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I'm part of a network at my job and the only thing that can be accessed from my/my co-workers computers is the company database and sharepoint. These are accessed through IE. Everything else is denied through permissions. I know this is done to disallow non-work oriented internet browsing. Is there any way to implement permissions over a network on a browser to only allow work-oriented browsing?

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    what is the question, you just have answered it yourself?
    – g24l
    Mar 16, 2012 at 21:53
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    I agree with @g24l, this sounds like Christopher said, "My company network does X. Is it possible to do X?" Well, obviously it's possible to do X, because you just told us your company network already does it. Perhaps the question he meant to ask was, "HOW is this possible?" or "How did they accomplish this?"
    – Spiff
    Mar 16, 2012 at 22:15
  • @g24l and Spiff: Just realized after posting that the question sounds redundant. I guess what I was meaning to say is, is it possible to implement permissions on a specific browser? I work in medical market research. So work-oriented browsing would be only allow websites like WebMd, Vitals, hospital websites, etc to be accessed and deny sites like social network sites and the such. Mar 16, 2012 at 22:24
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    you usually do it on the company proxy/network level . Usually, maintaining policies all over the company site it is difficult and has many holes. Also you can do it only for IE, chrome and firefox will pretty much ignore WINDOWS AD policies. That is why sane administrators work on the proxy level for such matters.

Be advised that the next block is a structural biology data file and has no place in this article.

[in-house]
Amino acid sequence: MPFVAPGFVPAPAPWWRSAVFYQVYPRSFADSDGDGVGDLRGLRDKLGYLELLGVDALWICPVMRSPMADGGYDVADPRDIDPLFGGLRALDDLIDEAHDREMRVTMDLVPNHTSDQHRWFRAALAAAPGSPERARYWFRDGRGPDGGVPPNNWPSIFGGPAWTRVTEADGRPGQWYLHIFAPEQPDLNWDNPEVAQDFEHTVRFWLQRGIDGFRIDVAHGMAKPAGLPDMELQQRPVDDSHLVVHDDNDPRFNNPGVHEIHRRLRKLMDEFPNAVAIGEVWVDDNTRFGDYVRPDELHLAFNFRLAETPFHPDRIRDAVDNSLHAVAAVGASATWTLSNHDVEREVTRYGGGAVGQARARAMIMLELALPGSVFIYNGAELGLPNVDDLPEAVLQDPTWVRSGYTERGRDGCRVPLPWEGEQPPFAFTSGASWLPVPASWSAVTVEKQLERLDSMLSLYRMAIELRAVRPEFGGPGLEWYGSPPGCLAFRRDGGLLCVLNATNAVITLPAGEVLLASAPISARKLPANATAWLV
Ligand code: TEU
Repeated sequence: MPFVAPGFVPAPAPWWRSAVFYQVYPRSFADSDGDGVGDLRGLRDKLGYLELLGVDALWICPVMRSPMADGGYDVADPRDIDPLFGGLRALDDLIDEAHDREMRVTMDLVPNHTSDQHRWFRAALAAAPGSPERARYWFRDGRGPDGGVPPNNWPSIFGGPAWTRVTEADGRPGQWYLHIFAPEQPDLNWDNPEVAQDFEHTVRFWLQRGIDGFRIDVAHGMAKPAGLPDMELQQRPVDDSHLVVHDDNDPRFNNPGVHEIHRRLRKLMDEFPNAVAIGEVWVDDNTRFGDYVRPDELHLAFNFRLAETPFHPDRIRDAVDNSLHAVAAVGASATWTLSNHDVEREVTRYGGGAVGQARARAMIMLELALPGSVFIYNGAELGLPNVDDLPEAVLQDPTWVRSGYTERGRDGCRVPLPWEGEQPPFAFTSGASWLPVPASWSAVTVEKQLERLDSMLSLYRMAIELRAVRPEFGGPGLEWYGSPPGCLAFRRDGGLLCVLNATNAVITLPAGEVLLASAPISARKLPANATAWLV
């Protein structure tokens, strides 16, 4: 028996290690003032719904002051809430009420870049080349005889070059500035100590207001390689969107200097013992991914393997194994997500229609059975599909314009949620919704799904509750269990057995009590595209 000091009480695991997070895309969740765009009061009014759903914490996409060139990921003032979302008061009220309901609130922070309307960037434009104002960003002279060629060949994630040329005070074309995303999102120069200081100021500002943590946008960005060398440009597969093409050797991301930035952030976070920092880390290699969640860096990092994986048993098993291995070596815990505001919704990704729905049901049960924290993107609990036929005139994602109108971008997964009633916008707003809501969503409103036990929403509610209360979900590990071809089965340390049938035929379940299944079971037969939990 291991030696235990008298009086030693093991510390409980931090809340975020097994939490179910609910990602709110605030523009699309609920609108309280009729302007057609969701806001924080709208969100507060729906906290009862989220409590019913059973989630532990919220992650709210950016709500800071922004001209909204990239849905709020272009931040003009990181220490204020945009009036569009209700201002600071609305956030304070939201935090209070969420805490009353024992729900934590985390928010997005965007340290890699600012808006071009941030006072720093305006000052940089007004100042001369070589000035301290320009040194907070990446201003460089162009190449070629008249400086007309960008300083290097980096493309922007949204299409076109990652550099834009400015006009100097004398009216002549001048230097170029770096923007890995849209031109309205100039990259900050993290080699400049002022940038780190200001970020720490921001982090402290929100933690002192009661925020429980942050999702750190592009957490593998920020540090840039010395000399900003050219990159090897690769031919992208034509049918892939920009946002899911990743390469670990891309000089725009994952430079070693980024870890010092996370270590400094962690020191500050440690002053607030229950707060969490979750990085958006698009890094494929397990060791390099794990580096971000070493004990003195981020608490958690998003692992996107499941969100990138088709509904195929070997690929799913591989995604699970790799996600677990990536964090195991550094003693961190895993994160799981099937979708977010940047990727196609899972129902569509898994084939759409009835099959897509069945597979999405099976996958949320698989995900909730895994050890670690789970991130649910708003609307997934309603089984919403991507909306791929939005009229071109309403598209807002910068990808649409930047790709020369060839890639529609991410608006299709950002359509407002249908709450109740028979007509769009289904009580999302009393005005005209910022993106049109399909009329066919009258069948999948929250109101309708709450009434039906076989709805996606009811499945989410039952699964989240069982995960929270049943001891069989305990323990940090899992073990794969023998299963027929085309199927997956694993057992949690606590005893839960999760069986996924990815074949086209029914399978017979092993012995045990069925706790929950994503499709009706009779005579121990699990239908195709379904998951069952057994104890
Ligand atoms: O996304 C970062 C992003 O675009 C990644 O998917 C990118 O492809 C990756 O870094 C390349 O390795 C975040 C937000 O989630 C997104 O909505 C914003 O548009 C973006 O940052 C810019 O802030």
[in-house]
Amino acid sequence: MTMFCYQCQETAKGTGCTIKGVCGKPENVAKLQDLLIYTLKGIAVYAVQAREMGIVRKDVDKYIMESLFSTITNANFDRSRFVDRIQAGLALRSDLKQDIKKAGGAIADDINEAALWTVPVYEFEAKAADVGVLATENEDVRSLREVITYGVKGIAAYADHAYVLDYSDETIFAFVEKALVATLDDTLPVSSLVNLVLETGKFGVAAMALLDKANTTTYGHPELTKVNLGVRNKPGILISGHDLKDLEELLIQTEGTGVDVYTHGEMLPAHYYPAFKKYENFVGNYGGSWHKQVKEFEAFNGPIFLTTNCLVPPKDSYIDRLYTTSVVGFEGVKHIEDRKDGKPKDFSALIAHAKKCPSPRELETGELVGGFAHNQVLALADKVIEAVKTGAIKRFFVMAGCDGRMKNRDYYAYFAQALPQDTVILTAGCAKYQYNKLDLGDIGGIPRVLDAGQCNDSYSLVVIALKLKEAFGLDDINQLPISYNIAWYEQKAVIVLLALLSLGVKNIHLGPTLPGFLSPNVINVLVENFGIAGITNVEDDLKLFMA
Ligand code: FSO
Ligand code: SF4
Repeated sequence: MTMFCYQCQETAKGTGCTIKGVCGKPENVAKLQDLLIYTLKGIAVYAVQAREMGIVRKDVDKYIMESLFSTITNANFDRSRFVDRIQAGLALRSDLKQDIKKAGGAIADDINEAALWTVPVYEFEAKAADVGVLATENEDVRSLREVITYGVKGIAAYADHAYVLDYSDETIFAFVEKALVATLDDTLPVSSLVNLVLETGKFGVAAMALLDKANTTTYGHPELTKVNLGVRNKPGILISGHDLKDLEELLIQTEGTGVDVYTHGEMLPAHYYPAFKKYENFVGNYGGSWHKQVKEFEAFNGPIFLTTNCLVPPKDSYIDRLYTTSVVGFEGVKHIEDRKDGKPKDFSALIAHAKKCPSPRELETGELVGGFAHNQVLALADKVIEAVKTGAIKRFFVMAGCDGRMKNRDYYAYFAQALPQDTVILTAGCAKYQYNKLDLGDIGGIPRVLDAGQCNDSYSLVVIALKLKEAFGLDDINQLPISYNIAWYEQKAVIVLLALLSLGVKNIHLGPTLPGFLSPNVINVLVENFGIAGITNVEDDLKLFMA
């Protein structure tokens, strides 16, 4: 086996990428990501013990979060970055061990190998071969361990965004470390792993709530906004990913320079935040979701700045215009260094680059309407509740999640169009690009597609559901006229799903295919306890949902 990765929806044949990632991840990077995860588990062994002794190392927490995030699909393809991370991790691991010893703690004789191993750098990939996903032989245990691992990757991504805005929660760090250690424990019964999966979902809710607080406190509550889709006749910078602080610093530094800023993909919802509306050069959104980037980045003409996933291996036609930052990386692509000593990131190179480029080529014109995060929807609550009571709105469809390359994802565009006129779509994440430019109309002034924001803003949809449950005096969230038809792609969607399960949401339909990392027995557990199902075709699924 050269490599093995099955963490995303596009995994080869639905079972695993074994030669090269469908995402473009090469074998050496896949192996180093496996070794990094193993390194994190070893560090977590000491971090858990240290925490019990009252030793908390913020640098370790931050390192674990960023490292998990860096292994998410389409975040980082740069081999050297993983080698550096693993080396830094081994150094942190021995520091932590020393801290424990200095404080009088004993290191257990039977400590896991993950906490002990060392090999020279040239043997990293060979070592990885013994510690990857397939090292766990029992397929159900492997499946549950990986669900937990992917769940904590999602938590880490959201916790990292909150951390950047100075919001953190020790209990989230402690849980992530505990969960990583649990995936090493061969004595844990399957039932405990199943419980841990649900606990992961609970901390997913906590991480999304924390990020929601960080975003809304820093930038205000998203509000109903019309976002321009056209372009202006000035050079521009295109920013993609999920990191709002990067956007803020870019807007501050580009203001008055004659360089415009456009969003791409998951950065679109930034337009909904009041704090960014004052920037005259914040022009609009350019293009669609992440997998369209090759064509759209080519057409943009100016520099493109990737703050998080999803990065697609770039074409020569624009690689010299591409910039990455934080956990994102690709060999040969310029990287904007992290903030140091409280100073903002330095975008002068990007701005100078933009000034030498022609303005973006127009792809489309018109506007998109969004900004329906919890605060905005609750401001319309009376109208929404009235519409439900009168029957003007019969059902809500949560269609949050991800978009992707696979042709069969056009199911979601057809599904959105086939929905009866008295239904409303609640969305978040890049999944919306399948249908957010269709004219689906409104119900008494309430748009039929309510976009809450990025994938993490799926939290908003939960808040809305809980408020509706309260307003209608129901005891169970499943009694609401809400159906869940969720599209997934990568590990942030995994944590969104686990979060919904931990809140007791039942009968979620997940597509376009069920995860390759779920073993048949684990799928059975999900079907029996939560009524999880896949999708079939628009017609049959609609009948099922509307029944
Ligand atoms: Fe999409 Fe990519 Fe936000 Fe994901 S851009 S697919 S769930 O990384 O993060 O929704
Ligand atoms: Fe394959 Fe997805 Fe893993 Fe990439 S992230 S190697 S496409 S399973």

– g24l
    Mar 16, 2012 at 22:34

3 Answers 3

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There are several approaches, and based on the concrete requirements, there are good ones and bad ones.

A very simple, but effective possibility would be to limit the browsing experience by enforcing the use of a company proxy server and/or by allowing provided URLs by a firewall (and block every other content). The downside of this approach is that such a solution is often "crafted" for specific situations and therefore not maintainable without larger efforts.

A more professional solution could be to use third party software which allows access to several websites based on zones or groups (such as "block xxx sites"). Such tools could be located on a central server/firewall or on each client computer.

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You'd have to better define "work orientated browsing".

If this is a list of X websites, then you could create a browser based "white list".

IE's in build settings have this option, look at Content advisor, it supports wildcards, so * could be used to restrict EVERYTHING BUT, the sites you want to allow.

The better and normal solution companies use is a content filtering system on a proxy, though.

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If the company database and the company SharePoint server are both on the company's own corporate network (as opposed to being hosted elsewhere), then it's dead simple to block all HTTP traffic, at least on the well-known ports, from getting through the firewall/router at the edge of the corporate network (that is, between the corporate network and the Internet connection).

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